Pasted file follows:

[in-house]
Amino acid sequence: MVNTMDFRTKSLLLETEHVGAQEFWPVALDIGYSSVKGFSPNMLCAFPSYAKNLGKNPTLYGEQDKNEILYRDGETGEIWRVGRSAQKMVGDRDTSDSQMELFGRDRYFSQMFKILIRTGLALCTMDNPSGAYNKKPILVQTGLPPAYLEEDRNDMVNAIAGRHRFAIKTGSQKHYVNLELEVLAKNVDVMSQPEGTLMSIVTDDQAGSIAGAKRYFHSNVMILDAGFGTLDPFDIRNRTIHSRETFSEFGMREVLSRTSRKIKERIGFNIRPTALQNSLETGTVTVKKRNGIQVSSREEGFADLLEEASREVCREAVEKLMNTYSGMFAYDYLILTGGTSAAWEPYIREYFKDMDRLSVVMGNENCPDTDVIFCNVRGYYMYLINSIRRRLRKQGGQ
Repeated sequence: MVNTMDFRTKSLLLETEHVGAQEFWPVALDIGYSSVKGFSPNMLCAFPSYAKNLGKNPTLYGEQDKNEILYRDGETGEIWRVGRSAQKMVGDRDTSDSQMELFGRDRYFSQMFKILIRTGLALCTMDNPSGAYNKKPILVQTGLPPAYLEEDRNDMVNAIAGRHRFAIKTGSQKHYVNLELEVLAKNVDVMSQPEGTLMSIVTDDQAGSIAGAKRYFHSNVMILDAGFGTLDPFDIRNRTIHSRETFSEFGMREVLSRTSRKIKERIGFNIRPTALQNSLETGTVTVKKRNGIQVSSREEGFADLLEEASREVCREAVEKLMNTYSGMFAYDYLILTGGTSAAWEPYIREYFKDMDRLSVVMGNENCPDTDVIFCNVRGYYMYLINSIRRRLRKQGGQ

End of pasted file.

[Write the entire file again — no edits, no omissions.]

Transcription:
[in-house]
Amino acid sequence: MVNTMDFRTKSLLLETEHVGAQEFWPVALDIGYSSVKGFSPNMLCAFPSYAKNLGKNPTLYGEQDKNEILYRDGETGEIWRVGRSAQKMVGDRDTSDSQMELFGRDRYFSQMFKILIRTGLALCTMDNPSGAYNKKPILVQTGLPPAYLEEDRNDMVNAIAGRHRFAIKTGSQKHYVNLELEVLAKNVDVMSQPEGTLMSIVTDDQAGSIAGAKRYFHSNVMILDAGFGTLDPFDIRNRTIHSRETFSEFGMREVLSRTSRKIKERIGFNIRPTALQNSLETGTVTVKKRNGIQVSSREEGFADLLEEASREVCREAVEKLMNTYSGMFAYDYLILTGGTSAAWEPYIREYFKDMDRLSVVMGNENCPDTDVIFCNVRGYYMYLINSIRRRLRKQGGQ
Repeated sequence: MVNTMDFRTKSLLLETEHVGAQEFWPVALDIGYSSVKGFSPNMLCAFPSYAKNLGKNPTLYGEQDKNEILYRDGETGEIWRVGRSAQKMVGDRDTSDSQMELFGRDRYFSQMFKILIRTGLALCTMDNPSGAYNKKPILVQTGLPPAYLEEDRNDMVNAIAGRHRFAIKTGSQKHYVNLELEVLAKNVDVMSQPEGTLMSIVTDDQAGSIAGAKRYFHSNVMILDAGFGTLDPFDIRNRTIHSRETFSEFGMREVLSRTSRKIKERIGFNIRPTALQNSLETGTVTVKKRNGIQVSSREEGFADLLEEASREVCREAVEKLMNTYSGMFAYDYLILTGGTSAAWEPYIREYFKDMDRLSVVMGNENCPDTDVIFCNVRGYYMYLINSIRRRLRKQGGQ